Manchester United's players would normally have been steaming adrenalin upon resuming their defence of the trophy against Wrexham. After two days in which children may have wondered if bete noire was French for United's change kit, and with every incident certain to come under national scrutiny, Alex Ferguson's team talk will have to tread a line between psyching up and calming down.
Events at Selhurst Park have increased the likelihood of the shock of the century, but only just. Already pleased to be avoiding Andy Cole, Mark Hughes or Steve Bruce, Wrexham must be praying the Double winners fall apart without Cantona, as Argentina did after losing Diego Maradona last summer.
Whether a side 13th in the Second Division are equipped to exploit the crisis is doubtful, although whereas United look to Paul Scholes, 20, for striking power, Wrexham boast Britain's top scorer. Gary Bennett, 32 goals this season, received such acclaimafter putting out Ipswich that his mother was stopped in a Merseyside superstore and asked for her autograph.
Bennett could be partnered by Steve Watkin, whose goal knocked out Arsenal three years ago, but Brian Flynn's goalkeeper, Andrew Marriott, will probably have more opportunity to inscribe his name in folklore as Wrexham strive to improve on the clubs' last FA Cup meeting. Thirty-eight years ago this weekend, the Busby Babes won 5-0 away and the crowd was bigger than the population of the North Wales town.
While those innocent days have gone forever, there is no shortage of games with the potential to repair, however temporarily, the game's reputation. Ten Premiership clubs travel and four cannot reach the last 16, with several big names at risk.
Take Chelsea, finalists last May, who make the short hop to Millwall, recent conquerors of Arsenal and Nottingham Forest, for a tie in which the behaviour of players and fans will be closely monitored. Or Everton, who go to reviving Bristol City without the suspended Duncan Ferguson and a paltry four away goals, all in London, to their name. And consider Tottenham, who will experience the Roker roar at Sunderland, whom they last met in the Cup en route to the Double in 1961.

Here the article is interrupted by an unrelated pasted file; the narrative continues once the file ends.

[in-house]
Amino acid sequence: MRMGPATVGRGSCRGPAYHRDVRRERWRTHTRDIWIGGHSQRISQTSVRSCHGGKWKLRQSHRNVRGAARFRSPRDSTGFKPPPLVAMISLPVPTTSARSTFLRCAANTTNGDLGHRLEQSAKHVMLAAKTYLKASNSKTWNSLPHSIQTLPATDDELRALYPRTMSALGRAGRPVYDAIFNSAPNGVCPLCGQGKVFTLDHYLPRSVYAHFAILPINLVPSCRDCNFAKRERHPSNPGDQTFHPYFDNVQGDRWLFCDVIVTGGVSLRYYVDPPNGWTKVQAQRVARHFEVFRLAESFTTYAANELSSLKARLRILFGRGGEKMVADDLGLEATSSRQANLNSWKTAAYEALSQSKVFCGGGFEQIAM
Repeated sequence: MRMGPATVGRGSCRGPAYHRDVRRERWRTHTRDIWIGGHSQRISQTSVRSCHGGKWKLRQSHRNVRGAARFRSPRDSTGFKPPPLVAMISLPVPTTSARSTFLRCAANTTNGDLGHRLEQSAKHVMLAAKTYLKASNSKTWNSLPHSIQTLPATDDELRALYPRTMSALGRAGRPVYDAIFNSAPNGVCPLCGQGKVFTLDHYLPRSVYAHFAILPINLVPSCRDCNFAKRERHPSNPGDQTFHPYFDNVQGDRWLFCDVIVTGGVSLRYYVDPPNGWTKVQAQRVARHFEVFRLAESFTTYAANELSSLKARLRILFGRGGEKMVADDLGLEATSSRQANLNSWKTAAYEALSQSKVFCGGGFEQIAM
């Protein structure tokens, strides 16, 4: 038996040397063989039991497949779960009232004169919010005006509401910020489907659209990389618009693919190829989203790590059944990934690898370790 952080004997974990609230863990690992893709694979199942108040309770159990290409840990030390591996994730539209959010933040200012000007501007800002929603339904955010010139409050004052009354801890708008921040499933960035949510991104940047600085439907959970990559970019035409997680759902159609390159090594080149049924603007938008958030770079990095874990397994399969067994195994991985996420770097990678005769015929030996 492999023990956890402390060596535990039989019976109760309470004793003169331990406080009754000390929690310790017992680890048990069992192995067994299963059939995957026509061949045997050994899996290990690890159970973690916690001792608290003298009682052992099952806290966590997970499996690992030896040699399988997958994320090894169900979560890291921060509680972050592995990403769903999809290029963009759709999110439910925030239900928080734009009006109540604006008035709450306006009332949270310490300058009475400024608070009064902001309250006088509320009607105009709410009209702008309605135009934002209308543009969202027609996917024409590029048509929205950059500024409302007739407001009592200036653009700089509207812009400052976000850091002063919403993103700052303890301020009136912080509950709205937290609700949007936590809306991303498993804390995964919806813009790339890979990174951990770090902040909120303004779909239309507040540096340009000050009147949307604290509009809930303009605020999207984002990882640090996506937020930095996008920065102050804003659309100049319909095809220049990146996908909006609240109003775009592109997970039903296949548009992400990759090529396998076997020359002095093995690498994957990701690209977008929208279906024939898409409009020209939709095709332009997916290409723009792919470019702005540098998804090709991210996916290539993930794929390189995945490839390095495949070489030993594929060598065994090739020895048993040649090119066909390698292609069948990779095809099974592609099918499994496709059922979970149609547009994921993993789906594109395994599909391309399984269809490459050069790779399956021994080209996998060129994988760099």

Nor can Liverpool feel entirely confident about tackling Burnley on a surface likely to be treacherous after several days under snow. Remarkably, the Anfield side have not won an actual game in the Cup since Wembley in 1992, and the cunning of an old Evertonian adversary, Adrian Heath, will ensure that run is not ended without a struggle.
Wimbledon and Leicester might not be Goliaths but they are sure to be treated as such by the budding Davids of Tranmere and Portsmouth. Leicester's first away win, at Manchester City, has come just in time to send them south hopefully. The Dons, however,face a more arduous task at Tranmere, where they last played (and won) in the Fourth Division 13 years ago.
Any complacency Newcastle felt at the prospect of receiving Swansea ought to have evaporated after the Welsh minnows' victory at Middlesbrough. The Second Division Swans also boast a more recent Wembley pedigree - May's Autoglass triumph comparing favourably with Newcastle's 40 years without a win - but history and heart are unlikely to suffice.
Swansea went out to Nuneaton last season, so by tonight their manager, Frank Burrows, a player at Scunthorpe when Kevin Keegan was an apprentice, may see the merits of a respectable defeat and a major pay-day.
Leeds enter the fourth round in better shape than the third, in which they almost slid out at Walsall, but face a psychological barrier as well as Oldham. It is a sobering fact that they have progressed beyond this stage just once in 17 seasons; and thatGary McAllister, at 30, has never played in the fifth round.
Coventry, who beat Leeds to reach the 1987 final, have a similarly wretched record since taking the Cup. The Sky Blues are in the fourth round for only the third time in the ensuing years, and meet Norwich four days after their 2-2 draw in Norfolk knowing they have yet to go further.
By coincidence, two of the other three all-Premier ties are also "replays" of close-fought League encounters. After sharing four goals on New Year's Eve, Manchester City and Aston Villa reconvene at Maine Road, where the heat will be on Brian Horton should City fail again. Meanwhile, Forest entertain Crystal Palace, 1-0 losers at the City Ground this month.Reuse content